Information and education

Justice Health NSW employs specialist nurses and doctors to provide treatment for patients in custody with drug and alcohol problems.

If you would like more information about your drug and/or alcohol use or treatments, speak with a nurse who can refer you to a specialist drug and alcohol nurse or doctor. 

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Everyone entering a correctional centre will have a health assessment.

This includes a review of any drug and alcohol problems. If you are at risk of going into withdrawal from alcohol or other drugs, the nurse will make sure you get treatment.

If you are on methadone or depot buprenorphine, the nurse will make sure you continue to get it while you are in custody (if appropriate).

Harm minimisation

If someone is intoxicated (stoned or drunk), they should be seen by a nurse or doctor, and can get treatment to make them and other people safe.

If someone is “smashed”, get help for them as soon as possible. The drug and alcohol nurse can talk with you about safer ways of using to help stop you overdosing or getting hepatitis C and HIV.

Management of withdrawal symptoms

People in withdrawal (hanging out) should be seen by a nurse or doctor and can get medications to help them feel better. It is important that you tell them about how much you have been drinking/using and when you last had anything.

There will be follow up reviews if you are in withdrawal or at risk of going into withdrawal.

Opioid Agonist Treatment (OAT) or methadone programs

  • It used to be called OST, it's the same program, just the language has changed. 
  • People who come into gaol on an OAT program such as methadone or depot buprenorphine will keep getting it in gaol unless there is a medical reason you shouldn’t.
  • If you have questions or want to change your dose, or if you think you need to be on treatment, speak with a nurse.
  • A nurse can refer you to a specialist drug and alcohol nurse or doctor.

Drug Court Program

This is a court diversion program for men and women. It usually takes a minimum of 12 months to complete. People starting the Drug Court program get assessed in gaol and can start treatment before they get out. If you are interested in this program, speak with your lawyer.

Compulsory Drug Treatment Program (CDTP)

  • This is a court-ordered program, which is like a rehab for men with drug problems who keep coming back to gaol.
  • You must have at least an 18 month non-parole period to do this program.
  • This program is run in a separate gaol next to Parklea gaol. There are three stages in this program. The first stage goes for at least six months. The second stage has works release, and in the third stage of the program, you live in the community under the supervision of Corrective Services NSW (parole).
  • Justice Health NSW looks after your health while you are in gaol, and helps arrange treatment in the community when you go to stage three.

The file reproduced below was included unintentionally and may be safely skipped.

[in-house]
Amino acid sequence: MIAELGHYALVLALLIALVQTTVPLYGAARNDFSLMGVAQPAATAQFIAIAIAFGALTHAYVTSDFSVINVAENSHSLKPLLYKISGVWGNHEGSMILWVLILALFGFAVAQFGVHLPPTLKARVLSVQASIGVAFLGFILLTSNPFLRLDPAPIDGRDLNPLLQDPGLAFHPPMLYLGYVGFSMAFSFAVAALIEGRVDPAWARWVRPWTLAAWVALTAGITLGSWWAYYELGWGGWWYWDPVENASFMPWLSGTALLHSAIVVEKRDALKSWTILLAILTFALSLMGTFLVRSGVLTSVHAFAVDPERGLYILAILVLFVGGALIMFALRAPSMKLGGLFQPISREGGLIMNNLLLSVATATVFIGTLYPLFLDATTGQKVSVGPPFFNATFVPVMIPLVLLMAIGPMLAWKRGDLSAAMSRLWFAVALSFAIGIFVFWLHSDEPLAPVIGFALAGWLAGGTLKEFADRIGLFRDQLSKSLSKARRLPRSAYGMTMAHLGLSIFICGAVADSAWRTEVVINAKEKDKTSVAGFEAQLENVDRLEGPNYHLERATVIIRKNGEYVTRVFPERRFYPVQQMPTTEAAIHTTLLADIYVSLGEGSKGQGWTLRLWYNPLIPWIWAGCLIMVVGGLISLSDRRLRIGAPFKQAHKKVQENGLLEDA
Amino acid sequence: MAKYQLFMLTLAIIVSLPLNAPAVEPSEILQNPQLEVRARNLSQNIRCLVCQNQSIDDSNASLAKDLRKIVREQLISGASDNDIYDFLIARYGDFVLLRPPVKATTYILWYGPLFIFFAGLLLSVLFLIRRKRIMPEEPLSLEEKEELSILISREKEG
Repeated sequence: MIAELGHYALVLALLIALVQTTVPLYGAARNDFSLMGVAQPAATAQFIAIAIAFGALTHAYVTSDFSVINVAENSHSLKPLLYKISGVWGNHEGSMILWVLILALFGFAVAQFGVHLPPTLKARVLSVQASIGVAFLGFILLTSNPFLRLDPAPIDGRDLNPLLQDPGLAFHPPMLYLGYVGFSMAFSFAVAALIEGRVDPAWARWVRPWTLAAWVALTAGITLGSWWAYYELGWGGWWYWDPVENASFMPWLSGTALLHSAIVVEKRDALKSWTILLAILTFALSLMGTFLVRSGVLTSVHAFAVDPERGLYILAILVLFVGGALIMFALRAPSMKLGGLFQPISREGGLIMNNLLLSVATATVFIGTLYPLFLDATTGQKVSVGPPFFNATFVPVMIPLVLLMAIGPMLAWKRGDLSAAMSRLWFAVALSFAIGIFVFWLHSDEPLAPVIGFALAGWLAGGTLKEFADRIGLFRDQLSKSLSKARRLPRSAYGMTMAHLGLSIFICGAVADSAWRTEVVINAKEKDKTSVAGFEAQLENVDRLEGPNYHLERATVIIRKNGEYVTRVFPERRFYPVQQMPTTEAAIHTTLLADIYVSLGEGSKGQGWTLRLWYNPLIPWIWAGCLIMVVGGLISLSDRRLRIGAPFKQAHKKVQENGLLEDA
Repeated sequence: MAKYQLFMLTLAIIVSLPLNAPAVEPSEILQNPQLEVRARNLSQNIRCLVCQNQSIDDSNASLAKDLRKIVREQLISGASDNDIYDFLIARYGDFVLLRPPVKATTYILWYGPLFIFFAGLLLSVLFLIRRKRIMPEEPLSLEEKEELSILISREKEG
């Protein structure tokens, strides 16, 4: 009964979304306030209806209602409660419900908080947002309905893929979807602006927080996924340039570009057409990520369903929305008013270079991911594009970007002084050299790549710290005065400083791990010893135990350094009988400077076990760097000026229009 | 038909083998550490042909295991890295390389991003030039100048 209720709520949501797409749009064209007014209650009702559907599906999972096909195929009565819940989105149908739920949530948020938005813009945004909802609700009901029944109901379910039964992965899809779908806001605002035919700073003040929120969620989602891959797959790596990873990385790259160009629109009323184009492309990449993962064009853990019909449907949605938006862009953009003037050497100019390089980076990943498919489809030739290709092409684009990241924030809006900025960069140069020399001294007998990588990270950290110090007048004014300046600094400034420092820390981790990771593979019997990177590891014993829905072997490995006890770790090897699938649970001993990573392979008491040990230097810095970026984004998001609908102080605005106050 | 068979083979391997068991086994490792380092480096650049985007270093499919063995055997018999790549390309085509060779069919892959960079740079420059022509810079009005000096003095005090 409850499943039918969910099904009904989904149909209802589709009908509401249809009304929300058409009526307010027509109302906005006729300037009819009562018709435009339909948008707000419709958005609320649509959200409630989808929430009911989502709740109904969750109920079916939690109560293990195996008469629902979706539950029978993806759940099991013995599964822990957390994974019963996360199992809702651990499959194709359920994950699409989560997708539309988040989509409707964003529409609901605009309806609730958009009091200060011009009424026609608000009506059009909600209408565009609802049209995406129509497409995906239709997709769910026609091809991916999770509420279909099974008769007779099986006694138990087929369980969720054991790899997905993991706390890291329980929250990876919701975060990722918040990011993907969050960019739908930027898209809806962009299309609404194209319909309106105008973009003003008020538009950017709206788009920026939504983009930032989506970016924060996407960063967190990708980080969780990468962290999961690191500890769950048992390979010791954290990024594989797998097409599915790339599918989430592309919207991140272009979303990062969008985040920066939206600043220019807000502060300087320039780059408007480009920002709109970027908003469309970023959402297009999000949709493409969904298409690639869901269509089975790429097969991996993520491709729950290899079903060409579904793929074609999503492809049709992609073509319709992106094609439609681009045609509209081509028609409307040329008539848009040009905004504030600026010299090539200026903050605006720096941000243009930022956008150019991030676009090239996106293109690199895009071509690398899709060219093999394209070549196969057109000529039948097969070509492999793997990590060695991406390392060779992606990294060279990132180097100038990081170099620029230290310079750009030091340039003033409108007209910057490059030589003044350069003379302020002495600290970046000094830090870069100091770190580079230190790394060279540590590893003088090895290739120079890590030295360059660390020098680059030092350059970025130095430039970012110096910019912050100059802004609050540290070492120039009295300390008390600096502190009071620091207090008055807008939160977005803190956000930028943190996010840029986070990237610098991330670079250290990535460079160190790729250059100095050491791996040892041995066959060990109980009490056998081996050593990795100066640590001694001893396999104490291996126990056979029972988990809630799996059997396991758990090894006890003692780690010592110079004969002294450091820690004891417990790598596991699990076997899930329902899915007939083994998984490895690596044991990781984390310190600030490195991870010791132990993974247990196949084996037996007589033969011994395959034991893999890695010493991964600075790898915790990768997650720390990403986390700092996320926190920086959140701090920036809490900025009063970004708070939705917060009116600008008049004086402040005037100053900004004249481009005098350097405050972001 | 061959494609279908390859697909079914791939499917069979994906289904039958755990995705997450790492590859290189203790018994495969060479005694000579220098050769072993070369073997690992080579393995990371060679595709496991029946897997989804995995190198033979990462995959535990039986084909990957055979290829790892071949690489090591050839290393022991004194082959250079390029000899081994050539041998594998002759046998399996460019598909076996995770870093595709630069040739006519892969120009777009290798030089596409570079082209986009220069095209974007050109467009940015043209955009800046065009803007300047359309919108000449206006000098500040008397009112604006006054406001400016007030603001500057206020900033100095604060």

Connections Program

  • The Connections Program helps adult men and women with drug problems who are getting out.
  • A Connections Transition Coordinator will see you before you are released, and do a care plan to work out what help you need when you get out.
  • They will see you when you get out, too. Ask a nurse for more information or to refer you to the Connections Program.

Post-release health care

Justice Health NSW arranges treatment in the community for adults on OAT programs, such as methadone or depot buprenorphine who are being released from gaol. If you are getting out, or think you will be getting out on bail or parole, speak with a nurse at least four weeks before you are due for release, where possible. A nurse will organise for you to get your treatment when you get out.

Intensive Drug and Alcohol Treatment Program (IDATP)

This is a Corrective Services NSW group program which takes 10 months to finish. Men must be sentenced to be referred; women don’t have to be sentenced. The male and female programs are at Windsor (Geoffrey Pearce and Dillwynia Correctional Centres). Referral to the program can be made by Justice Health NSW or Corrective Services NSW staff.

Drug and alcohol counselling, group programs and rehab

Corrective Services NSW employs drug and alcohol counsellors. If you would like counselling, group programs or referral to a rehab, fill in a self-referral form (bluey) that you can get from the wing officer.

Expectations and feedback

All patients in custody should expect to receive health care with care and respect, without bias or discrimination, and recognising personal dignity at all times.

You are also expected to behave politely towards staff and others. If you are on methadone or depot buprenorphine, you will need to sign a treatment agreement. If you behave in a threatening or abusive way, your position on the program will be reviewed and you may be taken off.

If you have a health problem that you don’t think is being sorted out, ask to speak with the Nursing Unit Manager at your centre. If your problem is unresolved, you can call Justice Health NSW's Patient Health Enquiry Line (option 5 from the yard phone). If still unresolved, you can write to Justice Health NSW's Chief Executive. Health staff in your centre can give you the address. You can also ring the Corrective Services NSW Support Line (option 2 from the yard phone), who will pass it on to relevant Justice Health NSW staff.